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How delivery of care affects the subsequent progress of COPD patients
In the five years since the publication of the first Global Initiative for Chronic Obstructive Pulmonary Disease (GOLD) report,1 awareness of COPD has increased appreciably. The early hope that the problem of COPD would recede as smoking numbers fell has not been realised, partly because of the ageing population in developed countries and the increase in tobacco consumption and air pollution in developing economies.2 This problem is strikingly illustrated by the high prevalence of COPD recorded in the PLATINO study from South America which used carefully standardised techniques to make comparisons between five large South American cities where the prevalence of COPD varied from 7.8% to 19%.3
The problem of COPD is therefore rather larger than many had anticipated, but we are not short of effective responses to it. Intensive smoking cessation programmes can produce long term benefits, although it may take many years before these become evident,4 while simply changing the form of heating used in developing countries can have more immediate effects.5 Several authoritative guidelines have evaluated different management strategies and produced coherent programmes for their implementation.6,7 We now have safe long acting inhaled bronchodilator drugs that work throughout the day,8 while inhaled corticosteroids not only reduce the risk of exacerbation9 but may impact on mortality.10 Combining long acting β agonists and inhaled corticosteroids is more effective than either treatment alone,11 and the treatment effects are apparent earlier than previously thought.12 Pulmonary rehabilitation produces important clinical benefits in those who complete the programme13 and may help reduce hospital admissions.14 Oxygen therapy can improve exercise performance15 but is not needed to reduce post-exercise breathlessness.16 These and many other interventions form a rational basis for the management of stable disease and almost certainly decrease hospital admissions and mortality. COPD exacerbations predict future mortality17 and are related not only to the degree of airflow obstruction but the amount of activity the patient takes,18 thus providing a rationale for early pulmonary rehabilitation following discharge from hospital.19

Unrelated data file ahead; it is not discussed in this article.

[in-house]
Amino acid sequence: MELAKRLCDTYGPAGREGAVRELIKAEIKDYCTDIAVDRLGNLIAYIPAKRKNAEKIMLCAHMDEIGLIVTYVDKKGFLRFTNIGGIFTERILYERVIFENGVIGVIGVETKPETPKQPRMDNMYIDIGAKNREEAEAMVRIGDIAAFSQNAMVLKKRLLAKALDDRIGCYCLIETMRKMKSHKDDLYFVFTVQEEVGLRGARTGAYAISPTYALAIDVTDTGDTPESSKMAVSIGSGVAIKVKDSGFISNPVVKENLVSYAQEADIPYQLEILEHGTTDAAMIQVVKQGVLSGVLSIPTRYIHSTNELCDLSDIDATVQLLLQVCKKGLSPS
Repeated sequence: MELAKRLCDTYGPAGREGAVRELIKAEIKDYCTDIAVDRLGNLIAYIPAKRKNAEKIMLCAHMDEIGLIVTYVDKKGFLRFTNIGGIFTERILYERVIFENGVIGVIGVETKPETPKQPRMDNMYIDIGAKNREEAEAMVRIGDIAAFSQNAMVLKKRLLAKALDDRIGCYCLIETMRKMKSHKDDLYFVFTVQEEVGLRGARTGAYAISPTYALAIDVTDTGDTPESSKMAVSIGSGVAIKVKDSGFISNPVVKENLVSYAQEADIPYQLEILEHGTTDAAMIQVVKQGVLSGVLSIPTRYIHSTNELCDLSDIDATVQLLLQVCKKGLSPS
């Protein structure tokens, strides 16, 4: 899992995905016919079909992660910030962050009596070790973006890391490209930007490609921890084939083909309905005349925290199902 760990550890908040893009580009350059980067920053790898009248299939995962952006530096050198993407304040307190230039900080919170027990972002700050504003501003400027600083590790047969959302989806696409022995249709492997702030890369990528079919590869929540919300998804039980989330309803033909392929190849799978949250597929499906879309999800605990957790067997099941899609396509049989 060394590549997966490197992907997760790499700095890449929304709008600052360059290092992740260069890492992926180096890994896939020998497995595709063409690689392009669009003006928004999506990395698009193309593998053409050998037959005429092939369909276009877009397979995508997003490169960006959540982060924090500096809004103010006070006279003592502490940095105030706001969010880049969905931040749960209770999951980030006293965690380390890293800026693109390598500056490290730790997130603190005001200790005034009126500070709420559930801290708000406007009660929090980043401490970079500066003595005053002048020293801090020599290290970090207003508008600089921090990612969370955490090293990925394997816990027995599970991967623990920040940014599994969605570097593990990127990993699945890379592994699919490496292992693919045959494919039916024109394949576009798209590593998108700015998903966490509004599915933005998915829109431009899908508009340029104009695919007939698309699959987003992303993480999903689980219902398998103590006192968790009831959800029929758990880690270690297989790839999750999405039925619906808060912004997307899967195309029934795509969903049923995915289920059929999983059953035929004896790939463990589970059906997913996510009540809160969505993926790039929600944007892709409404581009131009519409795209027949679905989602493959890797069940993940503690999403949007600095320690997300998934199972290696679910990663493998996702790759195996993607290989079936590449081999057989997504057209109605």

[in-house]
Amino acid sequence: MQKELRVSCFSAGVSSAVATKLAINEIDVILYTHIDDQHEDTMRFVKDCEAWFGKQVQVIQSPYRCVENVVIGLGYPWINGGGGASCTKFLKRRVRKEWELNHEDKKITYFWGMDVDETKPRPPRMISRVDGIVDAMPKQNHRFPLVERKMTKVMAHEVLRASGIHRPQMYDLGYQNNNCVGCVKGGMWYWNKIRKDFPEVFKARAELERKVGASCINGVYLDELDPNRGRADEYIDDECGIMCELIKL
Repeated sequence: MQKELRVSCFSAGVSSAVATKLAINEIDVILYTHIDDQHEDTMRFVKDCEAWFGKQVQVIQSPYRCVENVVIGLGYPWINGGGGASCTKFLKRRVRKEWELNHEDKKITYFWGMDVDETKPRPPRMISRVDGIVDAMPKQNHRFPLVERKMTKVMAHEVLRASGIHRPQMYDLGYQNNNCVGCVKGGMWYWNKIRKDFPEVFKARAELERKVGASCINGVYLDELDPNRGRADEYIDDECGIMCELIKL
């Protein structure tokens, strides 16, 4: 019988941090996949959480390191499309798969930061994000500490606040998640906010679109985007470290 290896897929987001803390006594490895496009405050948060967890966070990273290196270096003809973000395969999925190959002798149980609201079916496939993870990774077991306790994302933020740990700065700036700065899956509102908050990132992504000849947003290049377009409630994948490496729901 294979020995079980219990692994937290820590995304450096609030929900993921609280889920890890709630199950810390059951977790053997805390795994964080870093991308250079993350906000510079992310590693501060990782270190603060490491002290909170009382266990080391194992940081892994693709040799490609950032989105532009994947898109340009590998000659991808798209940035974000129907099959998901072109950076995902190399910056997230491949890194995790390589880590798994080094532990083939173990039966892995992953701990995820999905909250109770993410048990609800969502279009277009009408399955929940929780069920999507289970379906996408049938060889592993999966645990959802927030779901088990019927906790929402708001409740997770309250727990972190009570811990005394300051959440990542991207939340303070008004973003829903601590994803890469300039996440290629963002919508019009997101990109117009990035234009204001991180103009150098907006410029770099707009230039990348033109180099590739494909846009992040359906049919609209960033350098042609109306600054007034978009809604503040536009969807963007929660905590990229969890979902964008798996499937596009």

However, having evidence based treatment is only half the battle. It is just as important to use it in everyday clinical care and here the picture is less cheerful. Until now we have had little information about how the delivery of care influences the patient’s subsequent progress. This gap has now been filled by two papers from the Royal College of Physicians (London) Clinical Effectiveness Unit published in this issue of Thorax. Their conclusions are important and have implications for COPD care that are likely to extend beyond the UK. The data of Price et al20 and Connolly et al21 are taken from a national audit of COPD patients conducted in 2003 in 234 units around the UK. A detailed questionnaire was sent to each hospital, asking them randomly to select 40 patients with a diagnosis of COPD who had been admitted and followed for at least 90 days. A cross-check of the reliability of the clinical data in a subset of patients found good agreement between data analysed in different ways with a kappa score of 0.8. In addition, the authors developed an organisational score to identify desirable features in the hospital care of COPD. These included the availability of a high dependency unit, an appropriate number of intensive care beds, an early warning system to detect patients who were deteriorating, an early discharge scheme, pulmonary rehabilitation, and non-invasive ventilation. The higher the score, the better organised was the hospital for COPD care. Altogether, almost 8000 episodes of care were available in 7529 patients from the 234 contributing units. The first episode of care was the basis of the reports in these studies.